Researching Joan of Arc in anticipation for their show at The Firebird was somewhat akin to a genealogy exercise, beginning with Cap’n Jazz, the Midwest emo band that split up in the late 90’s, leading to the handful of its offshoot bands after its demise. I was familiar with a few of them (The Promise Ring, Owen, American Football), not even knowing their ties back to Cap’n Jazz until now, but Joan of Arc was one offshoot that I was unfamiliar with. If you’re brave, you can try and read the band’s history. Or you can have these cliff notes: Joan of Arc’s core remains Tim Kinsella, but around him was built an ever-rotating cast that somehow managed to create twelve studio albums to date.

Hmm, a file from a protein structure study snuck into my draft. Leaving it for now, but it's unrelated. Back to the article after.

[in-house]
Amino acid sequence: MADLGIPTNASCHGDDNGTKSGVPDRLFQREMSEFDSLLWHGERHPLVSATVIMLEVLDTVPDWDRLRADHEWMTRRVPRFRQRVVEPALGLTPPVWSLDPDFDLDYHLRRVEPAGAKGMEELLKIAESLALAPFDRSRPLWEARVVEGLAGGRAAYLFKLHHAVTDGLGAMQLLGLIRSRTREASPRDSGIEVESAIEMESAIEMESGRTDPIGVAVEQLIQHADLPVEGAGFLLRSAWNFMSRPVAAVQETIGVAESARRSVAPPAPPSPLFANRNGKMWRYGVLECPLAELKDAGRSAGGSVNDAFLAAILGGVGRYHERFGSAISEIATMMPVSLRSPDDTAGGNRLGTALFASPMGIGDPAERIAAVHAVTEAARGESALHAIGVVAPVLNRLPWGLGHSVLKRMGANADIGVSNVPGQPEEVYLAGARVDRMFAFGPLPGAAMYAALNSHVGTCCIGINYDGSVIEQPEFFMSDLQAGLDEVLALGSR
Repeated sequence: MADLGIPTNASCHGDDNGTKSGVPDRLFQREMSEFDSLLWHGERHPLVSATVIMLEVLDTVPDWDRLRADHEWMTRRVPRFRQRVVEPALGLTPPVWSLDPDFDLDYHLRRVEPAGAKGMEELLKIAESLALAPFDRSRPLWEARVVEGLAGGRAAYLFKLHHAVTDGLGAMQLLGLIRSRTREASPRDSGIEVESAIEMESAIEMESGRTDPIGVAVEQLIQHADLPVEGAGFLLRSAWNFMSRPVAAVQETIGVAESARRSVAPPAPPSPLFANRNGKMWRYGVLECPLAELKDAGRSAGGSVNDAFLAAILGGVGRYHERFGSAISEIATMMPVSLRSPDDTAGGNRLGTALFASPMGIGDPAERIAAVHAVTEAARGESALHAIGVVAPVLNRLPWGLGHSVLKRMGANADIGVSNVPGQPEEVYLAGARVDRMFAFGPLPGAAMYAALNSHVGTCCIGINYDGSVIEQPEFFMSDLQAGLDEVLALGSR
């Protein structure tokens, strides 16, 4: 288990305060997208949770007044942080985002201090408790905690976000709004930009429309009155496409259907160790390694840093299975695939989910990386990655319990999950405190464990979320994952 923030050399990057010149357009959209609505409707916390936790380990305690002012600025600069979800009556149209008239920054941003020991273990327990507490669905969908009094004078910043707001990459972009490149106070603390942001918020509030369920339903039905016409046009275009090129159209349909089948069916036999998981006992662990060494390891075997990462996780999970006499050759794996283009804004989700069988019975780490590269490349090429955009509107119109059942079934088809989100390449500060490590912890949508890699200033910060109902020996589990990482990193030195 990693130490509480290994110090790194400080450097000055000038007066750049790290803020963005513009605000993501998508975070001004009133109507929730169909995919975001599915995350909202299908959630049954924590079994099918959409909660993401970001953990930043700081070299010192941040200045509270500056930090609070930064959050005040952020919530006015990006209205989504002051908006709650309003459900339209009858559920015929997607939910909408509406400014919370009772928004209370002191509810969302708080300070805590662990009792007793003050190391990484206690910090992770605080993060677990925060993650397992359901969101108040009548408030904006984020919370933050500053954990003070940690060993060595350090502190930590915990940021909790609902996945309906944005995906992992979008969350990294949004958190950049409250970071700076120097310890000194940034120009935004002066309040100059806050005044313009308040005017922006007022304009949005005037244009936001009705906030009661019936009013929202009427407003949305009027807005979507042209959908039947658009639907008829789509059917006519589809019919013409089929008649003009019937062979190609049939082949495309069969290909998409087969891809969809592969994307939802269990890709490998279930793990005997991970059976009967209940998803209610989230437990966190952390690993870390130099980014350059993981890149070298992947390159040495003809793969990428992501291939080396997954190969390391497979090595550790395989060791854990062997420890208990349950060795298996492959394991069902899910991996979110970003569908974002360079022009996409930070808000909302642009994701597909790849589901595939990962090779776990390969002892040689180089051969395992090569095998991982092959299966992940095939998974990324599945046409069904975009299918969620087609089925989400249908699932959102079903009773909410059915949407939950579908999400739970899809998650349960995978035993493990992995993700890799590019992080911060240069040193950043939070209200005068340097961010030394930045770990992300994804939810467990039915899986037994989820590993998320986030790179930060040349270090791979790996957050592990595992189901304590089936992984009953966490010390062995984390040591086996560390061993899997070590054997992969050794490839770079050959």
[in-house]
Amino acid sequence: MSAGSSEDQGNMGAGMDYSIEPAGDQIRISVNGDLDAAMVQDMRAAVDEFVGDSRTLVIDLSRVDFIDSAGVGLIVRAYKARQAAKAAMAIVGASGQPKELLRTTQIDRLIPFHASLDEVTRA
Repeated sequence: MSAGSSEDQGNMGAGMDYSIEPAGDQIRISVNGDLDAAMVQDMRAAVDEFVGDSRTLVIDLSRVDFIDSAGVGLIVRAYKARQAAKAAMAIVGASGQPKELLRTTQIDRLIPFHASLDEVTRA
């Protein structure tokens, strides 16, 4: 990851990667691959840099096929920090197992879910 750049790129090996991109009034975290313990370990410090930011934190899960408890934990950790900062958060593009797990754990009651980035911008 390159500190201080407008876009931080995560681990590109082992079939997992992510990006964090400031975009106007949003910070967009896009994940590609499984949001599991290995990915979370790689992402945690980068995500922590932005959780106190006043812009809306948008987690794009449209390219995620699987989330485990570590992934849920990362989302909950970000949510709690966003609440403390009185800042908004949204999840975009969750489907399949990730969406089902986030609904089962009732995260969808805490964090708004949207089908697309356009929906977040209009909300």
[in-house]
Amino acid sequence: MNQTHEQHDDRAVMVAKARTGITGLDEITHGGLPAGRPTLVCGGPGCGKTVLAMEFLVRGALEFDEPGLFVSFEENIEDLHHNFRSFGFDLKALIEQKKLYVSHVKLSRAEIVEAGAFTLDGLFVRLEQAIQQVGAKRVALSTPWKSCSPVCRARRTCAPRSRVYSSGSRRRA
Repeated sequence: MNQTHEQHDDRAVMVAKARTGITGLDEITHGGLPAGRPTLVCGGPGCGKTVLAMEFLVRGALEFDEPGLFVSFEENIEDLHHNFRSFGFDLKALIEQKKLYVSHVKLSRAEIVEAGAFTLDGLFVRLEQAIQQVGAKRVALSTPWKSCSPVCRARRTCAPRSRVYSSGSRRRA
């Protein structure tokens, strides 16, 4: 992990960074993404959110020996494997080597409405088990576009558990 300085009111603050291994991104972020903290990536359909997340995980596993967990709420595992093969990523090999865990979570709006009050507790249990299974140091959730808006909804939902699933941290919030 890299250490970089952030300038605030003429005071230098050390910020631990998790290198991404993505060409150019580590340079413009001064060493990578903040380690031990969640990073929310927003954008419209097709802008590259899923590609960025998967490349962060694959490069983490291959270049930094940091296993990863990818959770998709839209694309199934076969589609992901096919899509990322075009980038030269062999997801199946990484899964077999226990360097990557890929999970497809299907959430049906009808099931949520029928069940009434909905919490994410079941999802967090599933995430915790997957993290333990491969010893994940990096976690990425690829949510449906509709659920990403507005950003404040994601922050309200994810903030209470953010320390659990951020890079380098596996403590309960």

The crowd seemed thin leading up to their set, but it grew modestly by the time Kinsella and his crew took the stage. This being my first exposure to Joan of Arc, I can’t speak much about the songs (although here’s the set list), but as a new listener I found their music to be much more approachable than expected. Having read about the tumultuous changes to the band’s style over its albums, I think I expected something weirder or abrasive, but the set felt much more straightforward featuring guitar work that took me back to the Jade Tree era. After a few songs, Kinsella shared a story about the last Joan of Arc show in St. Louis essentially being an empty show only attended by a now-ex girlfriend’s family. Hopefully, the smiles and applause from the eager crowd left him with a better impression of St. Louis this time